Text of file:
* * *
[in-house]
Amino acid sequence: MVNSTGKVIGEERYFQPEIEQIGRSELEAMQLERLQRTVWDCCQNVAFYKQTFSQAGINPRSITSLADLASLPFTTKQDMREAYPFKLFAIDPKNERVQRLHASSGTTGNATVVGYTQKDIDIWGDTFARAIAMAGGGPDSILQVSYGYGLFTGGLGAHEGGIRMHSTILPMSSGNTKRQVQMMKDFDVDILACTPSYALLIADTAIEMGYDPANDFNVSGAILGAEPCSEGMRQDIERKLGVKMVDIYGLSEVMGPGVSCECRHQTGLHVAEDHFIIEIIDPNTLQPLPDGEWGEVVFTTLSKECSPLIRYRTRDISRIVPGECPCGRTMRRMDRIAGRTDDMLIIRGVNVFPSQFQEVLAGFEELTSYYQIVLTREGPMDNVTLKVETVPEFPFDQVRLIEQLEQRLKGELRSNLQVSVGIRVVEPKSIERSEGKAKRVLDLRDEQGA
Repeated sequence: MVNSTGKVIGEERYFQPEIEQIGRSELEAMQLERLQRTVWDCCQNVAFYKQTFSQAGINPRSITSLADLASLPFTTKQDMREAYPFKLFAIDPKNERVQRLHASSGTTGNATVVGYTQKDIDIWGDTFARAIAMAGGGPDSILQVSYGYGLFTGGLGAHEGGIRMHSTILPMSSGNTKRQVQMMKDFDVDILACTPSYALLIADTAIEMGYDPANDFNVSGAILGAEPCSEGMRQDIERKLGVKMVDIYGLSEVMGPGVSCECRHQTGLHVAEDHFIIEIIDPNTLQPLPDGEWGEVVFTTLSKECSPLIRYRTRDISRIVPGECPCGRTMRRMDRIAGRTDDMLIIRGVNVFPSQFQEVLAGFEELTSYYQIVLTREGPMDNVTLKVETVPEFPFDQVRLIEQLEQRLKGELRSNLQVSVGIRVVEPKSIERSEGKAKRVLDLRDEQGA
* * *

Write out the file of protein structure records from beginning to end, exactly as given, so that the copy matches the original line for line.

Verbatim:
[in-house]
Amino acid sequence: MVNSTGKVIGEERYFQPEIEQIGRSELEAMQLERLQRTVWDCCQNVAFYKQTFSQAGINPRSITSLADLASLPFTTKQDMREAYPFKLFAIDPKNERVQRLHASSGTTGNATVVGYTQKDIDIWGDTFARAIAMAGGGPDSILQVSYGYGLFTGGLGAHEGGIRMHSTILPMSSGNTKRQVQMMKDFDVDILACTPSYALLIADTAIEMGYDPANDFNVSGAILGAEPCSEGMRQDIERKLGVKMVDIYGLSEVMGPGVSCECRHQTGLHVAEDHFIIEIIDPNTLQPLPDGEWGEVVFTTLSKECSPLIRYRTRDISRIVPGECPCGRTMRRMDRIAGRTDDMLIIRGVNVFPSQFQEVLAGFEELTSYYQIVLTREGPMDNVTLKVETVPEFPFDQVRLIEQLEQRLKGELRSNLQVSVGIRVVEPKSIERSEGKAKRVLDLRDEQGA
Repeated sequence: MVNSTGKVIGEERYFQPEIEQIGRSELEAMQLERLQRTVWDCCQNVAFYKQTFSQAGINPRSITSLADLASLPFTTKQDMREAYPFKLFAIDPKNERVQRLHASSGTTGNATVVGYTQKDIDIWGDTFARAIAMAGGGPDSILQVSYGYGLFTGGLGAHEGGIRMHSTILPMSSGNTKRQVQMMKDFDVDILACTPSYALLIADTAIEMGYDPANDFNVSGAILGAEPCSEGMRQDIERKLGVKMVDIYGLSEVMGPGVSCECRHQTGLHVAEDHFIIEIIDPNTLQPLPDGEWGEVVFTTLSKECSPLIRYRTRDISRIVPGECPCGRTMRRMDRIAGRTDDMLIIRGVNVFPSQFQEVLAGFEELTSYYQIVLTREGPMDNVTLKVETVPEFPFDQVRLIEQLEQRLKGELRSNLQVSVGIRVVEPKSIERSEGKAKRVLDLRDEQGA